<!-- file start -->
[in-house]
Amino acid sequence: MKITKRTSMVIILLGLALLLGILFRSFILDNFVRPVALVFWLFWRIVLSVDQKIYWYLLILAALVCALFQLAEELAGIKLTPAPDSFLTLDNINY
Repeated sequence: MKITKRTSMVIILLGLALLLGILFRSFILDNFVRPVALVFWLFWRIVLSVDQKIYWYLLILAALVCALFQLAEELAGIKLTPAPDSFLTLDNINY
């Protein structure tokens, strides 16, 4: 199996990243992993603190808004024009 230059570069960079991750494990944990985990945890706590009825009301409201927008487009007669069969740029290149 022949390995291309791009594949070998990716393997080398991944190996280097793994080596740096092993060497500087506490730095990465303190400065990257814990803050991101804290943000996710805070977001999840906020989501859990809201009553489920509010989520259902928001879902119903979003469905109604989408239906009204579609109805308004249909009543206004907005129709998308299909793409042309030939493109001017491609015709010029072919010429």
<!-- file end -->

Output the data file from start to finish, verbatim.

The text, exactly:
[in-house]
Amino acid sequence: MKITKRTSMVIILLGLALLLGILFRSFILDNFVRPVALVFWLFWRIVLSVDQKIYWYLLILAALVCALFQLAEELAGIKLTPAPDSFLTLDNINY
Repeated sequence: MKITKRTSMVIILLGLALLLGILFRSFILDNFVRPVALVFWLFWRIVLSVDQKIYWYLLILAALVCALFQLAEELAGIKLTPAPDSFLTLDNINY
């Protein structure tokens, strides 16, 4: 199996990243992993603190808004024009 230059570069960079991750494990944990985990945890706590009825009301409201927008487009007669069969740029290149 022949390995291309791009594949070998990716393997080398991944190996280097793994080596740096092993060497500087506490730095990465303190400065990257814990803050991101804290943000996710805070977001999840906020989501859990809201009553489920509010989520259902928001879902119903979003469905109604989408239906009204579609109805308004249909009543206004907005129709998308299909793409042309030939493109001017491609015709010029072919010429």